This Noisy Miner had an unusually coloured head. I assume it had anointed itself with a heady dose of pollen.         Australian Brush Turkey.

From our van we could see Rose-crowned Fruit Doves and there were Wompoo Fruit-Doves in a nearby tree. King Parrots added to the local colour.

Rose-crowned Fruit-Dove.

Australian King Parrot, male.

There were plenty of butterflies about during our stay.
Orchard Swallowtail Papilio aegeus, Lesser Wanderer Danaus chrysippus, Caper White Belenois java, Australian Painted Lady Vanessa kershawi.
Orange Ringlet Hypocysta adiante, Blue, Meadow Argus Junonia villida, Large Grass-yellow.

Wildlife List: Bandicoot, Whiptail (Pretty-faced) wallabies. Lots of very large hares. Deer were seen while we were there but not by us.
Butterflies: Monarch, Lesser Wanderer, Orange Ringlet, Blue Tiger, Meadow Argus, Australian Painted Lady, Glasswing, Large Grass-yellow, Caper White, Orchard Swallowtail, small blues. Magpie Moth.
Birdlist: Wompoo Fruit-Dove, Rose-crowned Fruit-Dove, Rainbow Lorikeet, Scaly-breasted Lorikeet, Pale-headed Rosella, King Parrot, Red-backed Fairy Wren, Spectacled Monarch, Blue-faced Heron, Pied Cormorant, Little Cormorant, Sulphur Crested Cockatoo, Yellow-tailed Black Cockatoo, Australian Brush Turkey, Welcome Swallow, Lewins Honeyeater, Little Friarbird, Noisy Friarbird, Pheasant Coucal, Australasian Figbird, Magpie, Pied Butcherbird, Laughing Kookaburra, Blue-faced Honeyeater, Noisy Miner, Little Shrike-thrush, Golden-headed Cisticola, White-browed Scrubwren. Other people also saw Southern Boobook.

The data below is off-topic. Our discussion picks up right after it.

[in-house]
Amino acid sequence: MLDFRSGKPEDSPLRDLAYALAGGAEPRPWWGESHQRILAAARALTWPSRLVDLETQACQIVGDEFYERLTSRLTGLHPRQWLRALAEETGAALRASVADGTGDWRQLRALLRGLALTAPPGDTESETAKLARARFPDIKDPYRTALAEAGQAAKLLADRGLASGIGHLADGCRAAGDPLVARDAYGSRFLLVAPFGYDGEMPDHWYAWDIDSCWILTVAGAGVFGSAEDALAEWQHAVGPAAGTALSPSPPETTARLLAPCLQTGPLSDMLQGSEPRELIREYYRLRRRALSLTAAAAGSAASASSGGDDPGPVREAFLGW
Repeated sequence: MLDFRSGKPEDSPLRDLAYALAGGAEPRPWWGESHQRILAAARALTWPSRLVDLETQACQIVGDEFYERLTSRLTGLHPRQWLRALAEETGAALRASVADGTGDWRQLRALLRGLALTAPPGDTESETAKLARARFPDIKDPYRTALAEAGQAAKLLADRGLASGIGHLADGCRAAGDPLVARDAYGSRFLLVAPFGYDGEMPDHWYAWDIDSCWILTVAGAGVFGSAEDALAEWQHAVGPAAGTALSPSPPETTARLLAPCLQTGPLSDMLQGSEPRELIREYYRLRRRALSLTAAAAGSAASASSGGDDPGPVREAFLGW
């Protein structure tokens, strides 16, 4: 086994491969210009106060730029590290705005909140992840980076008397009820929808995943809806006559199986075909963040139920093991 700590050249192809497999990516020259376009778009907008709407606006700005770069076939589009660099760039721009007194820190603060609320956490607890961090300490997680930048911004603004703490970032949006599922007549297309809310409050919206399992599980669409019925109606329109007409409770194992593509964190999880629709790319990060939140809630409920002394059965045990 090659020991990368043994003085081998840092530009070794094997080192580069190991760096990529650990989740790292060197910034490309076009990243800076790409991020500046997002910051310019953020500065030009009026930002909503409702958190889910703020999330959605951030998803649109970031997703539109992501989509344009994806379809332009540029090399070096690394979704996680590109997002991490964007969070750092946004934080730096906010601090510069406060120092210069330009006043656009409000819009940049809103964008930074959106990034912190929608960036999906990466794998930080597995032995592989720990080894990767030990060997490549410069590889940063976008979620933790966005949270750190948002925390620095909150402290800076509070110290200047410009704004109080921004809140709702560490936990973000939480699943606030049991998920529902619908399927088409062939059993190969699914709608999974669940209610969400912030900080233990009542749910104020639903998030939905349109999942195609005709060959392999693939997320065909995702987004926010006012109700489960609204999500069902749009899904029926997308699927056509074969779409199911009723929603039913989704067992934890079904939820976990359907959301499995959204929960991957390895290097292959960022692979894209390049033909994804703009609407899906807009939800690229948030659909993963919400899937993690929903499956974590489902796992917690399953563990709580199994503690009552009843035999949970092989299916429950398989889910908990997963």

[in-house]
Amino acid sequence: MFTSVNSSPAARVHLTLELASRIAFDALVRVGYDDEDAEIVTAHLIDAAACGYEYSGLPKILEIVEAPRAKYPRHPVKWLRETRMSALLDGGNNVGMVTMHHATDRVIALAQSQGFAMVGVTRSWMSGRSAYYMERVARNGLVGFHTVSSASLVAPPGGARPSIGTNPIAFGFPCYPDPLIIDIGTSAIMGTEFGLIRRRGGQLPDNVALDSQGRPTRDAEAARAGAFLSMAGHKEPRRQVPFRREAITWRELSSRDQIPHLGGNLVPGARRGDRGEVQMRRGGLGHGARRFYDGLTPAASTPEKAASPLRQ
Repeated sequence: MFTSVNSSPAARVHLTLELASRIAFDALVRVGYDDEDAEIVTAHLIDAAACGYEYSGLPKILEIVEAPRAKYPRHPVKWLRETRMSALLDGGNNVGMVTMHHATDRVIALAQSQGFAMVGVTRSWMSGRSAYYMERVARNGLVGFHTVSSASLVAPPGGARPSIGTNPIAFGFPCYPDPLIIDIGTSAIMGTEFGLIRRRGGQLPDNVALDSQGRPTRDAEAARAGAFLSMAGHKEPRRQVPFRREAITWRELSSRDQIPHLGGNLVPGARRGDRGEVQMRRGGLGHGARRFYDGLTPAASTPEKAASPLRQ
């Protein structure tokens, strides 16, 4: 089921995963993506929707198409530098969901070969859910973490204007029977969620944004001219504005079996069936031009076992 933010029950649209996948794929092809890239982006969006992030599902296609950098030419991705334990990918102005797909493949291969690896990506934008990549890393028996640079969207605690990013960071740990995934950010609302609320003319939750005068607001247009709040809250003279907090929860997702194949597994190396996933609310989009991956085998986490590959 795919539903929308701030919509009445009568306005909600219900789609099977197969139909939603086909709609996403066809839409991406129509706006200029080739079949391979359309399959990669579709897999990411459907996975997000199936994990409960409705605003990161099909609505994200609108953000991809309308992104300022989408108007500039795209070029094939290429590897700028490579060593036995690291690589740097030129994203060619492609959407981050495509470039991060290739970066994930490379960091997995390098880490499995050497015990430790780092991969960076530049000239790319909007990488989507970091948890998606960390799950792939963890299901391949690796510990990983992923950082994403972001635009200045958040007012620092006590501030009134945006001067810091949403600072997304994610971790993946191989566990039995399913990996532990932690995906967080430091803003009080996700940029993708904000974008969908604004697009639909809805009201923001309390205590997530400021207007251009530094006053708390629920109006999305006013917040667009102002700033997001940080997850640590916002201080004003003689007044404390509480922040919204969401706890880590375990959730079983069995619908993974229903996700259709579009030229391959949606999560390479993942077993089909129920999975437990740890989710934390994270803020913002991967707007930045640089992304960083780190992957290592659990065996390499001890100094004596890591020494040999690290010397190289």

Borumba Dam Camping Grounds from the south and from the north.
Details for Borumba Dam Camping Grounds:
Where: About 176 km, 2 hours 15 min drive, north west of Brisbane.
Access: Head north along the Bruce Highway, turn west at Federal. Drive along Yabba Creek Road until you reach the campground before the Day Use Area.
Camping: Suitable for all rigs and tents.
Facilities: Toilets, showers, non-drinking water taps, powered and unpowered sites, two picnic shelters with picnic tables, bins, playground, fire rings (note fire bans), intermittent Telstra phone reception, public phone. Office/kiosk sells ice and other supplies. Caretaker. On banks of Yabba Creek.
Prohibitions: No pets. No hunting. No chainsaws. No generators. There was a fire ban in place when we stayed in November.
Fees: $10 per Adult, $8 per student, $5 for younger children. Additional $6 per night per site for power.
Of Interest: There is a causeway just north-east of the campground where swimming, fishing and launching kayaks is popular. 
Phone: 07 5488 6662.

Borumba Deer Park: A nearby campground that allows pets. Ph 07 5484 5196.

Borumba Dam Day Use Area: Picnic shelters with picnic tables, electric BBQ's, toilets, boat ramp. No swimming, no playground, no pets.

Lake Borumba: Allowed: motorized and non-motorized boats, water skiing, wake boarding, jet skiing, tubing, kayaks, canoes. No launching or landing watercraft around the lake other than at the designated area. Boating permits not required. Fishing from boats and the shore is allowed but a fishing permit is required. Not allowed: pets, swimming, hunting, camping around the lake other than at the campground.
More Information: